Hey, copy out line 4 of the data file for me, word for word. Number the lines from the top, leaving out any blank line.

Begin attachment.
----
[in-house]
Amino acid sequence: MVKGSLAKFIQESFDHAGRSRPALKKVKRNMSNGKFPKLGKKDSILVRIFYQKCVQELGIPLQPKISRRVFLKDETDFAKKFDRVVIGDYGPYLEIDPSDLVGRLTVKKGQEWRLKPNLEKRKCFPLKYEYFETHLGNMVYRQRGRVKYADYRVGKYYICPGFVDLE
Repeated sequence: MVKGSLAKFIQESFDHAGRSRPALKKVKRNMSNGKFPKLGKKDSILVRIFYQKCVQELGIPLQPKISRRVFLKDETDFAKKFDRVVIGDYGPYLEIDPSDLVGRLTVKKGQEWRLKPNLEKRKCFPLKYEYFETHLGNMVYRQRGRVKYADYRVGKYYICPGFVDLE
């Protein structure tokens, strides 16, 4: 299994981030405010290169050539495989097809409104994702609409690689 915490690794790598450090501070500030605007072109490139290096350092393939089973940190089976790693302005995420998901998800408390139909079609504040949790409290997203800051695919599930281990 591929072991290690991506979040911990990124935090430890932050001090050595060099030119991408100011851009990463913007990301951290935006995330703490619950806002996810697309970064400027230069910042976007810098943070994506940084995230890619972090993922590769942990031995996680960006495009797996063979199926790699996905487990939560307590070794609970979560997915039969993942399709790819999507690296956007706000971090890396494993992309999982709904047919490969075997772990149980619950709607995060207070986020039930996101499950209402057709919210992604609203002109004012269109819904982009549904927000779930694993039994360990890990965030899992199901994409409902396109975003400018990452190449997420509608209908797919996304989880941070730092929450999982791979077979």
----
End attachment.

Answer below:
């Protein structure tokens, strides 16, 4: 299994981030405010290169050539495989097809409104994702609409690689 915490690794790598450090501070500030605007072109490139290096350092393939089973940190089976790693302005995420998901998800408390139909079609504040949790409290997203800051695919599930281990 591929072991290690991506979040911990990124935090430890932050001090050595060099030119991408100011851009990463913007990301951290935006995330703490619950806002996810697309970064400027230069910042976007810098943070994506940084995230890619972090993922590769942990031995996680960006495009797996063979199926790699996905487990939560307590070794609970979560997915039969993942399709790819999507690296956007706000971090890396494993992309999982709904047919490969075997772990149980619950709607995060207070986020039930996101499950209402057709919210992604609203002109004012269109819904982009549904927000779930694993039994360990890990965030899992199901994409409902396109975003400018990452190449997420509608209908797919996304989880941070730092929450999982791979077979």